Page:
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A unique and sweeping debut novel of an American female combat photographer in the Vietnam War, as she captures the wrenching chaos and finds herself torn between the love of two men.
On a stifling day in 1975, the North Vietnamese army is poised to roll into Saigon. As the fall of the city begins, two lovers make their way through the streets to escape to a new life. Helen Adams, an American photojournalist, must take leave of a war she is addicted to and a devastated country she has come to love. Linh, the Vietnamese man who loves her, must grapple with his own conflicted loyalties of heart and homeland. As they race to leave, they play out a drama of devotion and betrayal that spins them back through twelve war-torn years, beginning in the splendor of Angkor Wat, with their mentor, larger-than-life war correspondent Sam Darrow, once Helen's infuriating love and fiercest competitor, and Linh's secret keeper, boss and truest friend.
Tatjana Soli paints a searing portrait of an American woman's struggle and triumph in Vietnam, a stirring canvas contrasting the wrenching horror of war and the treacherous narcotic of obsession with the redemptive power of love. Readers will be transfixed by this stunning novel of passion, duty and ambition among the ruins of war.
This suspenseful, eloquent, sprawling novel illustrates the violence of the Vietnam War as witnessed by three interconnected photographers. Helen Adams, the first woman combat photographer sent to cover the Vietnam war, navigates the boys' club of war photographers, pushing her way onto military missions. Soon after her arrival in Saigon, she falls under the spell of seasoned, jaded, and married Pulitzer Prize winning photojournalist, Sam Darrow, while also feeling a confusing pull toward his assistant, Linh, a Vietnamese ex-soldier and knowledgeable photographer and guide. Linh, who has lost his wife and entire family to the war, roams the country with Darrow and then Helen (whom Darrow asks Linh to protect). Soli looks at the complex motivations and ambitions of the waves of American photographers who descended on Vietnam seeking glory and fame through their gut-wrenching photos of mass graves, crippled children, and dying soldiers, while also reveling in sex, drugs, and good times as the war raged around them. This harrowing depiction of life and death shows that even as the country burned, love and hope triumphed.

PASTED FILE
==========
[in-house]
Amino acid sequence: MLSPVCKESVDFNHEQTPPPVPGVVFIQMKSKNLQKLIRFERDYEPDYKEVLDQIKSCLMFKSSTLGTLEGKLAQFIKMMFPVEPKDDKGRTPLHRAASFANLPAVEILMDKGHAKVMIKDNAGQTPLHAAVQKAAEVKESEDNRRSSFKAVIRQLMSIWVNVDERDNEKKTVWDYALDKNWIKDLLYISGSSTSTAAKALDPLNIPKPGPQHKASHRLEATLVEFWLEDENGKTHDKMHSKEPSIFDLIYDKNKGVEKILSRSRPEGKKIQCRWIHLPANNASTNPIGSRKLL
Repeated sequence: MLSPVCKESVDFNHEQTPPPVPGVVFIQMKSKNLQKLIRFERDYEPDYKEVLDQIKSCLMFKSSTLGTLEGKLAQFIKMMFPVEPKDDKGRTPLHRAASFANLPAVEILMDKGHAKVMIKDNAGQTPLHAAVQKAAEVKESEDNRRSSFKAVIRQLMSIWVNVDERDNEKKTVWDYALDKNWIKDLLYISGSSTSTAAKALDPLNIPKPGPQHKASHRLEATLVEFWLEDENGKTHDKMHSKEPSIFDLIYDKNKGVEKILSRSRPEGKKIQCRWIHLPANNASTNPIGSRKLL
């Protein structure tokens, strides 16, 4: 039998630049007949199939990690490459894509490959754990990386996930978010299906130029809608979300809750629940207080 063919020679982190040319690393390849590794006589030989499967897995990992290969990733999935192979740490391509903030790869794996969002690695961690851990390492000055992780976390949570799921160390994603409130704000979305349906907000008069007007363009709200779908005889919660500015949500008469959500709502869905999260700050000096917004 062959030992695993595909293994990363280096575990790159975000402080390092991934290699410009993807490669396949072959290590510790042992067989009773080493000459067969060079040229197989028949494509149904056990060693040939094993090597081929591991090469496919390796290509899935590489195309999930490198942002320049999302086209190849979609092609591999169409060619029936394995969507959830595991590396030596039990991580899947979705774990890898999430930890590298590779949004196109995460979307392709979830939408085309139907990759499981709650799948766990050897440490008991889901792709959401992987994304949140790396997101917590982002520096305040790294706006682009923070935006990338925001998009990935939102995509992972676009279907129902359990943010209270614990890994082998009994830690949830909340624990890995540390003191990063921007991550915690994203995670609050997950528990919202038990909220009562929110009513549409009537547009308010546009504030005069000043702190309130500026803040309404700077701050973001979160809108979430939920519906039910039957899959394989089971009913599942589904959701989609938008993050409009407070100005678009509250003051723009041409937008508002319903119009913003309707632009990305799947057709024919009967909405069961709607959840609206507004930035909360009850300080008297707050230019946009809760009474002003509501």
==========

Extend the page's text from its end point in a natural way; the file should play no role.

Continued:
Customer ReviewsSee All
The Lotus Eaters
With a pretty sounding title, the reference to Homers
Odyssey, to a self induced entrapment, is the only bucolic thing about this book. It is taut like razor wire, as it paces through scene after descriptive scene of Vietnam.
The promise of seeing Angkor Wat is a character in the story, though Helen never sees Angkor Wat. Helen falls in love w two men in this story, one is a Vietnamese! OK, I'm interested we're picturing him, and we know a love scene is coming near the end of the story. What a let down. The writer is very prudish and vague. That's what made me give this book a four. We could use some intimate details for Oriental / Caucasian lovemaking, most readers would have been quite curious.
Ok story, nothing spectacular.
Although I wanted to love this book not only for the title but for the general back-of-book synopsis… I didn’t. Nothing really pulled me into the novel. The characters were a bit under-developed, and the story led to nowhere fast. Good start to a story idea that could have taken greater heights.
The Lotus Eaters
NO. Don't buy this book, it drags through every scene, and there's a general air of deppression and dreary grayness in every word. I couldn't stand to read the whole thing, and I seriously regret wasting my money on this book. THe worst thing about it is that it's LONG. I believe it's about 1100 pages, more I think.